The U.S. currency has remained strong despite predictions to the contrary and a stumbling American economy.
The American economy is doing substantially better than the rest of the advanced industrial world, the New York Times
“It is quite natural,” Barry Eichengreen of the University of California, Berkeley, told the Times, “that the currency of the country whose economy is least bad should have the least worst currency.”
But with many developing economies in a tailspin, commodity prices and stock markets tumbling sharply around the world, the Times asks if a rising dollar damage a fragile economic order.
"Many economists argue it is mostly a good thing. A strong dollar should help Europe and Japan overcome their deeper economic weaknesses by making their products cheaper on world markets — an overall positive for global growth," the Times reported. The strengthening of the dollar, Olivier Blanchard, former chief economist at the International Monetary Fund, told the Times’ Eduardo Porter, “is a fundamentally healthy process.”
Eswar S. Prasad, a former head of the IMF’s China division who teaches at Cornell University, believes the dollar’s gain is benign. “The United States is the only country whose currency can appreciate like this without its economy suffering badly,” he said. “This is something of a blessing for the world.”
But there are reasons to be cautious, the Times warned. “A strong dollar will squeeze American manufacturers, which have otherwise benefited from falling energy prices and rising wages in China. That will weigh on growth in the United States and further suppress inflation, which is already well below the Fed’s target,” the Times reported.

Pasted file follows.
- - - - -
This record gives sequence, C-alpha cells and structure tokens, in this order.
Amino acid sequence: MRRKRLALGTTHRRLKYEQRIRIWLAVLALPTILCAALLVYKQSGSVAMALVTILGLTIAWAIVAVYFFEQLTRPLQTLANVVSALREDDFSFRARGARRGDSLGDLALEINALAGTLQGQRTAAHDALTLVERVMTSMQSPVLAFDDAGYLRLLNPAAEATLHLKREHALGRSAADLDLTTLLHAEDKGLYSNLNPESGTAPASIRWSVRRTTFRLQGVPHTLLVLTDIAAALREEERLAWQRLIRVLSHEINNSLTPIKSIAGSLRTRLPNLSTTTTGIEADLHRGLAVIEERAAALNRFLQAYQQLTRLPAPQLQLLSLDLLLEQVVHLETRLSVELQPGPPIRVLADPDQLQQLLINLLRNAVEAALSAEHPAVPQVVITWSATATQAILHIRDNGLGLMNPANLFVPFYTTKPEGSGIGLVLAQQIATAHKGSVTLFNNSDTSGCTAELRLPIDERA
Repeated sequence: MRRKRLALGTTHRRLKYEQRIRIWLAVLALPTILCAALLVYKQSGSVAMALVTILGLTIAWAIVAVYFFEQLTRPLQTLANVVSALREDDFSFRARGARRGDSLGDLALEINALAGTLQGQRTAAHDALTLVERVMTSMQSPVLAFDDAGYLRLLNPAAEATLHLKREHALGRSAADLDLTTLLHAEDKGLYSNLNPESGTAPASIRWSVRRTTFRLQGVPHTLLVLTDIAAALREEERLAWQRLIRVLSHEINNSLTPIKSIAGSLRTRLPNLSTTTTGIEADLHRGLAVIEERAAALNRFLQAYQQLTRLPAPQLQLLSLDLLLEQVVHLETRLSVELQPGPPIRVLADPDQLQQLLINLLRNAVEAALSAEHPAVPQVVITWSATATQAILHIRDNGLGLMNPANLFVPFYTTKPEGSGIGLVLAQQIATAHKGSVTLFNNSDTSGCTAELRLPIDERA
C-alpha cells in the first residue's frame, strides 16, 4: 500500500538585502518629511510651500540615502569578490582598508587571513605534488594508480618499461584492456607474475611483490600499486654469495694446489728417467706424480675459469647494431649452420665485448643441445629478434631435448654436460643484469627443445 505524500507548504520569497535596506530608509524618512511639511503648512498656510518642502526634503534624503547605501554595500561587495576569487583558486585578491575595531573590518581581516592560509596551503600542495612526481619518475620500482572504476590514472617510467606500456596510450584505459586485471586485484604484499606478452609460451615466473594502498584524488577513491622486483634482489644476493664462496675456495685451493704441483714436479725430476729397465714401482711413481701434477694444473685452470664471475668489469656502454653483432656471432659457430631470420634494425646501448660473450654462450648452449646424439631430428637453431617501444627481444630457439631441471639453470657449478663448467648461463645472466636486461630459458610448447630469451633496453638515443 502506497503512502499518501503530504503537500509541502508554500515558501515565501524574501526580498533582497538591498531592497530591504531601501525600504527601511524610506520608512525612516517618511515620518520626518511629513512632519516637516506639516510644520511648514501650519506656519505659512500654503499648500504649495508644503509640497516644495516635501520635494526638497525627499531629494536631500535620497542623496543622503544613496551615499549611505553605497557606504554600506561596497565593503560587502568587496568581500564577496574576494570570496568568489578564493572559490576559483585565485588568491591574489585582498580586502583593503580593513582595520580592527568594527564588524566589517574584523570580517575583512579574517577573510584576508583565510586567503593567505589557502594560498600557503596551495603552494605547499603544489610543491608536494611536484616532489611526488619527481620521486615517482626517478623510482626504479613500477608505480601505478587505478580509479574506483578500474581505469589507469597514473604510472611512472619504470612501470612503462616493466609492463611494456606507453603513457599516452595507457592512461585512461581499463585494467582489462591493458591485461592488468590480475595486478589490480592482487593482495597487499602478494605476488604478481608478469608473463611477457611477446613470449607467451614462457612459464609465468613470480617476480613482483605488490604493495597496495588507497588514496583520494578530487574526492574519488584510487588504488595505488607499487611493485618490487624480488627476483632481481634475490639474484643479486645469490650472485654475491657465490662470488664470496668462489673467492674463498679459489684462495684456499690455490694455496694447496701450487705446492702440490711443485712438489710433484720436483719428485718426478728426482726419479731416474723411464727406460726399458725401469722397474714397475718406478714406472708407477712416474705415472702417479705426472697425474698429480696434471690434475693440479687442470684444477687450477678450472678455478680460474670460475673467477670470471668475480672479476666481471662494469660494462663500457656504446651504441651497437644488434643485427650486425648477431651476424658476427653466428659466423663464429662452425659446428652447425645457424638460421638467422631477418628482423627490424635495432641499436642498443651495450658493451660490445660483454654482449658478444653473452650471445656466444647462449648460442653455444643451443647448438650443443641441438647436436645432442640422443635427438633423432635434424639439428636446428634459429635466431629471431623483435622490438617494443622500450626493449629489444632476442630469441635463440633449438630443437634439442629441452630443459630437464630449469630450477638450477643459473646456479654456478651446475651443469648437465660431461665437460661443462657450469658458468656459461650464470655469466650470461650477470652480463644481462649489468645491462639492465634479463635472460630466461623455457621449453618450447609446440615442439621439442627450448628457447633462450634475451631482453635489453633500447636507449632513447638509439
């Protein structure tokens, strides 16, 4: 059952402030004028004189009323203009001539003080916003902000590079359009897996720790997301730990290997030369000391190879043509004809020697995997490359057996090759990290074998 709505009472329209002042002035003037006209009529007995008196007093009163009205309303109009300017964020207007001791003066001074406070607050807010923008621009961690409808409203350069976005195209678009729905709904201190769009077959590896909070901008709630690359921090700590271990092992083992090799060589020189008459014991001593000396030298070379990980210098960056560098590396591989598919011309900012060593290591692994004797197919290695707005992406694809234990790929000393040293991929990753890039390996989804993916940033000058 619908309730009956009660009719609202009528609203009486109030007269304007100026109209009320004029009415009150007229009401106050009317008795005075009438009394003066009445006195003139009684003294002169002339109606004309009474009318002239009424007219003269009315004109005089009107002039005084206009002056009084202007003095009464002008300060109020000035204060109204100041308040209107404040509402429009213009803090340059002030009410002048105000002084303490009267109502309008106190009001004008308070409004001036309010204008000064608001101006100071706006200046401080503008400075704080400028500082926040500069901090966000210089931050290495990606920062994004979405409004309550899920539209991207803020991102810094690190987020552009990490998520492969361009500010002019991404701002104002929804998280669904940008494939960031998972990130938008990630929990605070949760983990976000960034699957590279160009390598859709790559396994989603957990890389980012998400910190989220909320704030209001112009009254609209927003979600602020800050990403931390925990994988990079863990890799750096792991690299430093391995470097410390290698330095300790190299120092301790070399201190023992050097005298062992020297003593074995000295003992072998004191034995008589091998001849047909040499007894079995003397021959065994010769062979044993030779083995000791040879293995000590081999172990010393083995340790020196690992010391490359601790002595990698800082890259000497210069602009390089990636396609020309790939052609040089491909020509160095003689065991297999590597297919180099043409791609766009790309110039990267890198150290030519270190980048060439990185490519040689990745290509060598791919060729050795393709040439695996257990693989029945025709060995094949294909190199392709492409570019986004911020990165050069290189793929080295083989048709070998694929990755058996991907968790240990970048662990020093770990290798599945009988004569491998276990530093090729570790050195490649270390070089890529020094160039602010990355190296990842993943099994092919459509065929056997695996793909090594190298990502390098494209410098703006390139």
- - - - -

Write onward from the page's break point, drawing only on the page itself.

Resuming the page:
“Today perhaps it is safe to say the dollar is driven mostly by natural forces that should reverse when growth picks up elsewhere in the world. But in this choppy world economy it would be foolhardy to ignore one of the main forces driving financial flows through history: irrationality,” the Times reported.
Meanwhile, the dollar inched down against the euro and up on the yen Wednesday after the Federal Reserve suggested a March interest rate hike remained viable amid market and economic growth worries, AFP reported.
The Fed policymakers capped a two-day meeting by leaving the benchmark federal funds rate unchanged, as expected, after an historic December rate hike.
The policy-setting Federal Open Market Committee's brief statement acknowledged the U.S. economy had slowed in late 2015 and weak inflation remained a concern, but predicted it would rise toward the 2.0 percent target in the medium term.
The FOMC said it was "closely monitoring global economic and financial developments" to assess their impact on the US economy.
"The fresh worry over global risks, such as China's slowing economy and tumbling oil prices, gave the Fed's statement a dovish tilt," said Joe Manimbo of Western Union Business Solutions.
"With the Fed having grown a bit more cautious on global developments, it depicts a higher bar to a U.S. rate hike in the months ahead," he said.
The statement also signaled "gradual" further rate increases, underlining the Fed is the only major central bank on a monetary tightening path.
Kathy Lien of BK Asset Management said that fed fund futures indicate traders do not see the central bank raising interest rates until the second half of 2016.
(Newsmax wire services contributed to this report).
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